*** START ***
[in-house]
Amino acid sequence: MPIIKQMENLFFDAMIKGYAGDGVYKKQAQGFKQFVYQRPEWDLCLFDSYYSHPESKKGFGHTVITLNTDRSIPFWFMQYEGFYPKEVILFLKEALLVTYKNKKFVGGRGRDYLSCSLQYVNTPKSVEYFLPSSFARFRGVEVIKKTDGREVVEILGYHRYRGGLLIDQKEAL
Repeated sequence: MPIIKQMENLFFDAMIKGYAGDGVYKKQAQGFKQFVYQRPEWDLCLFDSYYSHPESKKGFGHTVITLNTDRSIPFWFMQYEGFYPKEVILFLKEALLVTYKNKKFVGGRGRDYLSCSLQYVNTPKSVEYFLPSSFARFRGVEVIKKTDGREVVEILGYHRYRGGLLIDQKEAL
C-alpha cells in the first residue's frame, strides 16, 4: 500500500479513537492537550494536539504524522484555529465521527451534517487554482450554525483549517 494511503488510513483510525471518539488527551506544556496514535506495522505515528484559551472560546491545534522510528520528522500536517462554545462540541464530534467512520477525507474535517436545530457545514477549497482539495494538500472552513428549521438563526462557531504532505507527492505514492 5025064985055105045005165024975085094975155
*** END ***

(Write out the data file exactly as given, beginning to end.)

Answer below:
[in-house]
Amino acid sequence: MPIIKQMENLFFDAMIKGYAGDGVYKKQAQGFKQFVYQRPEWDLCLFDSYYSHPESKKGFGHTVITLNTDRSIPFWFMQYEGFYPKEVILFLKEALLVTYKNKKFVGGRGRDYLSCSLQYVNTPKSVEYFLPSSFARFRGVEVIKKTDGREVVEILGYHRYRGGLLIDQKEAL
Repeated sequence: MPIIKQMENLFFDAMIKGYAGDGVYKKQAQGFKQFVYQRPEWDLCLFDSYYSHPESKKGFGHTVITLNTDRSIPFWFMQYEGFYPKEVILFLKEALLVTYKNKKFVGGRGRDYLSCSLQYVNTPKSVEYFLPSSFARFRGVEVIKKTDGREVVEILGYHRYRGGLLIDQKEAL
C-alpha cells in the first residue's frame, strides 16, 4: 500500500479513537492537550494536539504524522484555529465521527451534517487554482450554525483549517 494511503488510513483510525471518539488527551506544556496514535506495522505515528484559551472560546491545534522510528520528522500536517462554545462540541464530534467512520477525507474535517436545530457545514477549497482539495494538500472552513428549521438563526462557531504532505507527492505514492 5025064985055105045005165024975085094975155